2. He's a cautious player
We'll hear things about players who "play within themselves" and that certainly applies to a player like Kazee. He's very aware of his athletic capabilites and his on field decisions reflect that. The veteran safety has been able to have success in Dan Quinn's system because he can always be found staying back and keeping the action in front of him. He doesn't gamble on plays and will take safe angles when closing in on a receiver to reduce the likeliness of his man slipping past him, resulting in a big play. He's very cautious and doesn't take the cheese when teams are trying to move him out of his area of responsibility.
On one hand, this is bland as a lack of aggressiveness won't set you up for many splash plays. But on the other hand, it's also refreshing. The Cowboys defense has been burnt frequently on misdirection plays and players taking bad angles to where Kazee's style of play will provide them with a much better safety net.
3. He makes his own luck
Statistically, we have to be impressed with Kazee's interception totals as his seven picks in 2018 blows away anything Cowboys fans have seen from the safety position for as long as we can remember. However, when you take a close look at those plays, you can't help noticing how lucky he was. Whether it's deflected balls or just errant throws by the quarterback, Kazee has been on the plus end of some very fortunate plays.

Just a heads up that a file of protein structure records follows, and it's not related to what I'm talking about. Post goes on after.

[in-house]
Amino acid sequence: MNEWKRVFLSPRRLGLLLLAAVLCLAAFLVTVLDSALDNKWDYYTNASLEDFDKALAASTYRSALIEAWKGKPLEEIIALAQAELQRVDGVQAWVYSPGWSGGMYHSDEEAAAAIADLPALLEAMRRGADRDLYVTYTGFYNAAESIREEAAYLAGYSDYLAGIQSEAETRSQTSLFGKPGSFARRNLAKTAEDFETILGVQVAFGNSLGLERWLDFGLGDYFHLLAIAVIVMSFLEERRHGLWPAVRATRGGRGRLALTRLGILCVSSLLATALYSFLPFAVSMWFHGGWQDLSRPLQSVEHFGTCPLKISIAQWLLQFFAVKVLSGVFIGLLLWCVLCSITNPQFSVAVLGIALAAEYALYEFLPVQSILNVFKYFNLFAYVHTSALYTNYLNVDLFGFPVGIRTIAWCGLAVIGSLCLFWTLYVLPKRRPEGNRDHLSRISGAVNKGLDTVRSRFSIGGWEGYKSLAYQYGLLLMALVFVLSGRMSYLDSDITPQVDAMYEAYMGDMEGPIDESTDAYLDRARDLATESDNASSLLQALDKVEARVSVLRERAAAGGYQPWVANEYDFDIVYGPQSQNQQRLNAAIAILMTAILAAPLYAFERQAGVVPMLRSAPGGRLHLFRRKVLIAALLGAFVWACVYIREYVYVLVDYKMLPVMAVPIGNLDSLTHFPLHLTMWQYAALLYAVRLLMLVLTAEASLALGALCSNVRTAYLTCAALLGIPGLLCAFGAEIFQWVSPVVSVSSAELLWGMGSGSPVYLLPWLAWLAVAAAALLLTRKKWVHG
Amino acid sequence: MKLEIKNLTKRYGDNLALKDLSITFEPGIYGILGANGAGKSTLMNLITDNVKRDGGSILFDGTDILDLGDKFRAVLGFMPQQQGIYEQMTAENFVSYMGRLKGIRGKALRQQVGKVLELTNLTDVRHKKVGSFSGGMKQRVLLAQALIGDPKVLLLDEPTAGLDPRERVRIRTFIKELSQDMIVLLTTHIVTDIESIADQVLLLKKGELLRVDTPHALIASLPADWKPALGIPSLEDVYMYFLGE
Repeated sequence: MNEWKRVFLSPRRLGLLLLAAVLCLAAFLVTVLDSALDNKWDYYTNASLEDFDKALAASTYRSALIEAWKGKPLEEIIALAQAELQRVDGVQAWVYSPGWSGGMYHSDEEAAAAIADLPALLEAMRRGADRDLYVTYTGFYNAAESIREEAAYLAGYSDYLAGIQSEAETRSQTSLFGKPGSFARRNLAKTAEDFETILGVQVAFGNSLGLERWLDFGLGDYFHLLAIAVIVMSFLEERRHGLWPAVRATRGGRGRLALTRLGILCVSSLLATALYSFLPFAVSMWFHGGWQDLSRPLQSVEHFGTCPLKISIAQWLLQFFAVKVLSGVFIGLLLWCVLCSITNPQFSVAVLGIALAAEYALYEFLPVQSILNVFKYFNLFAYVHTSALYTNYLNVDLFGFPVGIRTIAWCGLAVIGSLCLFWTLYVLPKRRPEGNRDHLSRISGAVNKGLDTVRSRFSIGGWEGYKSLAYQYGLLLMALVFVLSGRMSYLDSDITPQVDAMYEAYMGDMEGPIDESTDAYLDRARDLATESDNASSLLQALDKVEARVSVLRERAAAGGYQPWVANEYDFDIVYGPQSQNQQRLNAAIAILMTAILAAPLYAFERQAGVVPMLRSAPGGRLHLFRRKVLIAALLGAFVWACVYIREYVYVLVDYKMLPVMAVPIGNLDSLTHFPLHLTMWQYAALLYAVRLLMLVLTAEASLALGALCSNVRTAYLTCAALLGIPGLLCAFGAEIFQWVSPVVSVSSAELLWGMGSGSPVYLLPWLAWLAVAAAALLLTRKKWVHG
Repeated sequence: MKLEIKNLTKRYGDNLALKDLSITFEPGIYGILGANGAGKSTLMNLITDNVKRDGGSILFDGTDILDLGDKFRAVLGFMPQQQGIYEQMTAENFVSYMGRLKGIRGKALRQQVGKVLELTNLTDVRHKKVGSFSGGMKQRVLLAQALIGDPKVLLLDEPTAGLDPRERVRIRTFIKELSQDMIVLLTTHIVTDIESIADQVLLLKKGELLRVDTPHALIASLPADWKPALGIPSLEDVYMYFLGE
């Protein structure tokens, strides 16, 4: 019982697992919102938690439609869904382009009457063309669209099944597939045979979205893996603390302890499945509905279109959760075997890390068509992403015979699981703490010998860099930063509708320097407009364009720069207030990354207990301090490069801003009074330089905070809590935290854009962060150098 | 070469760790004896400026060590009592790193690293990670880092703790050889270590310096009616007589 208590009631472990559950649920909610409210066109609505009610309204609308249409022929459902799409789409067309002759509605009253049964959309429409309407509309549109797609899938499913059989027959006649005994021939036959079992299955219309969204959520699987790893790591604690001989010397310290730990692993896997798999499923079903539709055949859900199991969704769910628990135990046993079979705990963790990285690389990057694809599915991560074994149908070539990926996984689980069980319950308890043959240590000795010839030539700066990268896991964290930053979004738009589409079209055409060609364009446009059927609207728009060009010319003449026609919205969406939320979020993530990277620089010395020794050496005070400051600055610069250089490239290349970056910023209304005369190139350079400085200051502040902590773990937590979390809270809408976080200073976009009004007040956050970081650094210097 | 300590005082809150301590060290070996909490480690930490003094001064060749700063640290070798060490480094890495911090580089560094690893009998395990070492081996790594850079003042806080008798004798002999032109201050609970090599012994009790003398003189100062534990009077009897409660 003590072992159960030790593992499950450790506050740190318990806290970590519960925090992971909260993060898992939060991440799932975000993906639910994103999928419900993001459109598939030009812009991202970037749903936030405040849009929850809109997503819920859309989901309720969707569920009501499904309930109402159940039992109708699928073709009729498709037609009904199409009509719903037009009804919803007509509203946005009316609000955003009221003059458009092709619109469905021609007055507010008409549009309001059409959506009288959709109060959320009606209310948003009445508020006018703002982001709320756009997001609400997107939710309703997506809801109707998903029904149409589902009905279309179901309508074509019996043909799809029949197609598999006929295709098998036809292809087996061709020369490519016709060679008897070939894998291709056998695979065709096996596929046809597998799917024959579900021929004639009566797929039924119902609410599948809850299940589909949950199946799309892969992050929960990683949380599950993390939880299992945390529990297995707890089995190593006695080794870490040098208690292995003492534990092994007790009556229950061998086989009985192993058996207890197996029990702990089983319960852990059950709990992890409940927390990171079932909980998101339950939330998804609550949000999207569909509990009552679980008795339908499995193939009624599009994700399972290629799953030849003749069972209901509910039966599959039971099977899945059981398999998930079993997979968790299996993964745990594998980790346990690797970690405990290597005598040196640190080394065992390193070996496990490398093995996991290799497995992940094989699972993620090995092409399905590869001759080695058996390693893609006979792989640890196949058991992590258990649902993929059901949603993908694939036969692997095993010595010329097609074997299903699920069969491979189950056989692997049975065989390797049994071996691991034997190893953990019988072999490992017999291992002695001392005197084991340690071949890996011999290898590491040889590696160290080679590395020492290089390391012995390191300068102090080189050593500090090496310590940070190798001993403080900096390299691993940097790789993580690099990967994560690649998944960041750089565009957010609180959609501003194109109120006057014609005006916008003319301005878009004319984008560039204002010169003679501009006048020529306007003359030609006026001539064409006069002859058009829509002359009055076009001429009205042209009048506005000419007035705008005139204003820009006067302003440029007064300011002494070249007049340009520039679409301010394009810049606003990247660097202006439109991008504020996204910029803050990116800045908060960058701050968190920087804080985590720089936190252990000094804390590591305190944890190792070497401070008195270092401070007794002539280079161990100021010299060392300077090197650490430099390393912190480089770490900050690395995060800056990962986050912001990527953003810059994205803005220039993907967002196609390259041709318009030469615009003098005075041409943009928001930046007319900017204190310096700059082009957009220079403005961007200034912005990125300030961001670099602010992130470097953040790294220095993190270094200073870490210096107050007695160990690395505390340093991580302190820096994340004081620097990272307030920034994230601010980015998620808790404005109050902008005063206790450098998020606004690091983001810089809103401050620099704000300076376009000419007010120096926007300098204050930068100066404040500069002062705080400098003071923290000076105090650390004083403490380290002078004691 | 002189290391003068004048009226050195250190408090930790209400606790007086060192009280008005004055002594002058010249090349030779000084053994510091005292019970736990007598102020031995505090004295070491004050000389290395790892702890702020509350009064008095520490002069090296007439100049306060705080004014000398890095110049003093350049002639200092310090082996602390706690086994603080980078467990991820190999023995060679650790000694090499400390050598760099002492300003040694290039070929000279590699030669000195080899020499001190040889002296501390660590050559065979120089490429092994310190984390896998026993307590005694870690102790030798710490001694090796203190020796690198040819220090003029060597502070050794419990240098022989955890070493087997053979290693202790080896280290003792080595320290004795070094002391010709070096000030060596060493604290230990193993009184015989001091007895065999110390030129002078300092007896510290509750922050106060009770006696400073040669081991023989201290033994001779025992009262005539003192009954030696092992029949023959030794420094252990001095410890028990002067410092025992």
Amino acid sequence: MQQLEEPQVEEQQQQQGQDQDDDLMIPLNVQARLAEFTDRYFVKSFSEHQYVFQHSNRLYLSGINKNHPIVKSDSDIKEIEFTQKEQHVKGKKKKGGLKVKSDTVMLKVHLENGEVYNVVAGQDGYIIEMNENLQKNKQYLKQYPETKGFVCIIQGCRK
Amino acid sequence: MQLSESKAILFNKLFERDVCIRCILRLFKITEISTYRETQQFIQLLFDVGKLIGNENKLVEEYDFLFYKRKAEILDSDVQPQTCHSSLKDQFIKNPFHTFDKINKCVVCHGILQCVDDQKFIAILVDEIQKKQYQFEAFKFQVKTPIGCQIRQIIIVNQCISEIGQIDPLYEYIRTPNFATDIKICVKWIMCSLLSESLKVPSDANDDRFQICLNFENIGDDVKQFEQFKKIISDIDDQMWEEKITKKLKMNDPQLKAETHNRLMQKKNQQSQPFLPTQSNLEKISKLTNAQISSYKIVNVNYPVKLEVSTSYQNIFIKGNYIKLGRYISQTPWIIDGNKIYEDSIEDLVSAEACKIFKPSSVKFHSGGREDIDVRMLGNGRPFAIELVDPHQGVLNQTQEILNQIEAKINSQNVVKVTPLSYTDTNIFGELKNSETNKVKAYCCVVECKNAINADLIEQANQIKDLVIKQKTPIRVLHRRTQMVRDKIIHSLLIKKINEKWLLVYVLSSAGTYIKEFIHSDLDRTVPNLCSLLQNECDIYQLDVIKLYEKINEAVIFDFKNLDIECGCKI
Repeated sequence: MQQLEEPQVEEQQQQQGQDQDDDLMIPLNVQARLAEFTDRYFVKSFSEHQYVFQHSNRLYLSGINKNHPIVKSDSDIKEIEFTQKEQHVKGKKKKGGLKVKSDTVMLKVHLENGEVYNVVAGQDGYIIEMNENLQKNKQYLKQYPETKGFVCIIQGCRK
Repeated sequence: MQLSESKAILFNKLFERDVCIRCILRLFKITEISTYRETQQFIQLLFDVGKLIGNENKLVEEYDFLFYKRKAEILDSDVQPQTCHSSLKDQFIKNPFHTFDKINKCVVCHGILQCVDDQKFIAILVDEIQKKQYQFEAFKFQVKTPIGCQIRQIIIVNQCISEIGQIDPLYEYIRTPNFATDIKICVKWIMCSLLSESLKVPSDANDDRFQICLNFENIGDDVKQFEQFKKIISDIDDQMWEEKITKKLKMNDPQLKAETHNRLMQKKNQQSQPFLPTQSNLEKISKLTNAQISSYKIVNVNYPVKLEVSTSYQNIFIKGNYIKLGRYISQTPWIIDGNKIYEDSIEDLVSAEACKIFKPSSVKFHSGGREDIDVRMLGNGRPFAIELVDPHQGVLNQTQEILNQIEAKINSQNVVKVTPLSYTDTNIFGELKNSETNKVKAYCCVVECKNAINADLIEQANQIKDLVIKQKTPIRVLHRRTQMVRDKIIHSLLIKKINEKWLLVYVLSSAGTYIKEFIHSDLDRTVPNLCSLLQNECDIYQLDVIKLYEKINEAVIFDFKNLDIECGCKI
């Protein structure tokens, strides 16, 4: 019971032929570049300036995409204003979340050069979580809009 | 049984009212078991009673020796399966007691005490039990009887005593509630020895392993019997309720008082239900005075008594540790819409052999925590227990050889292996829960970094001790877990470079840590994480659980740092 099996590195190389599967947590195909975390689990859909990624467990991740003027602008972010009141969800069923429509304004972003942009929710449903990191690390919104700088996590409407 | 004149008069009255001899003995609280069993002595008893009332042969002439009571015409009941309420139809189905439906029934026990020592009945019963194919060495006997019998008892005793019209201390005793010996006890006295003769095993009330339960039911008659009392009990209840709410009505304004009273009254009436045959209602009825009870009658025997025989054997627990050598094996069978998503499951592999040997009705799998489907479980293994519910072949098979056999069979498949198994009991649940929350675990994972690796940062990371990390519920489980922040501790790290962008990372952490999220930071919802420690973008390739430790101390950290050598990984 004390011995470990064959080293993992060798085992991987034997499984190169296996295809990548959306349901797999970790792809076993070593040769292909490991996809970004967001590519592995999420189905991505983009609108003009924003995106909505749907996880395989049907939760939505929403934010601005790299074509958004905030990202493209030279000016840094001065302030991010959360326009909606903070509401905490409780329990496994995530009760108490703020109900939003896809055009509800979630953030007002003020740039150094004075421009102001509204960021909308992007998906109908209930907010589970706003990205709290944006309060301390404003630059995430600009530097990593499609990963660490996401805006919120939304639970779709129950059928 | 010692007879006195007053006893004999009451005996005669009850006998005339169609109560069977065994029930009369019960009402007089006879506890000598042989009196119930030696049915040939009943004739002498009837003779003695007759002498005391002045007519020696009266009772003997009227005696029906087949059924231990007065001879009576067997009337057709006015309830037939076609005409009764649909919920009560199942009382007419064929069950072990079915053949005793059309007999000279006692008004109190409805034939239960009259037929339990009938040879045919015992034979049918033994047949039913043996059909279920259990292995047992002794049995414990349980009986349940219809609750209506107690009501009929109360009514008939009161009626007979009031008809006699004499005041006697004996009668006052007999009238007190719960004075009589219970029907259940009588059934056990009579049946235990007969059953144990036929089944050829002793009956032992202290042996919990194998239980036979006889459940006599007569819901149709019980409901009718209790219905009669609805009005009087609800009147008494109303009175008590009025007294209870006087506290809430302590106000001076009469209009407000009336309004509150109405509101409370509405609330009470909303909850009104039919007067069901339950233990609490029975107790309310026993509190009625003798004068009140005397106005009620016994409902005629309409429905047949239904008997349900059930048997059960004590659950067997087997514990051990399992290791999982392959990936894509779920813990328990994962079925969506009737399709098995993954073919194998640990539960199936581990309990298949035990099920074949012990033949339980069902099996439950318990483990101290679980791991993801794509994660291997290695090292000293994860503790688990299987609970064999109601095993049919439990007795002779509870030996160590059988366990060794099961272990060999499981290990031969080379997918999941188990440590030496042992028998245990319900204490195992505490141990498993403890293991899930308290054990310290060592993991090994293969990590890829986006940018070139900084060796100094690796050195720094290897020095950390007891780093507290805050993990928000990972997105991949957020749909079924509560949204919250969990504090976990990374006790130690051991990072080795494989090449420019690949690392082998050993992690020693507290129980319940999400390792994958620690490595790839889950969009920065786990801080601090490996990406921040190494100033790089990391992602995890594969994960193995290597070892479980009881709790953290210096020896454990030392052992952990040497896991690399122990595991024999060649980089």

At the same time, the intelligent safety does a lot of good things to put himself in those situations. He has greate route awareness, sees where the action is going, and has excellent ball skills. These are important traits. How many times have we seen Cowboys safeties "almost" make plays? Kazee has the vision to see it coming and the hands to finish the play. It shouldn't be overlooked that he finished with 15 interceptions over his final two seasons in college, so we're not talking about just one big year in the pro's as evidence. This guy has a history of putting himself in the right place at the right time.
Kazee is a player very familar with the defensive system so he's a good signing for this team. If he's able to return to full strength, he'll provide a nice floor to the free safety position. But if he's showing any performance fallout from his injury, his athletic shortcomings could make him a greater liability. The Cowboys have tried this before with once-reliable performing players like George Iloka and Ha Ha Clinton-Dix, but in both those instances those veteran safeties didn't even make the team. Kazee was signed to a one-year, $1.1 million deal with only $387,500 of it guaranteed, so that should tell you everything you need to know about the risk this team is willing to take with this signing. Fans should temper their expectations as we hope for the best, but be prepared for the worst.
This is original content from NewsBreak’s Creator Program. Join today to publish and share your own content.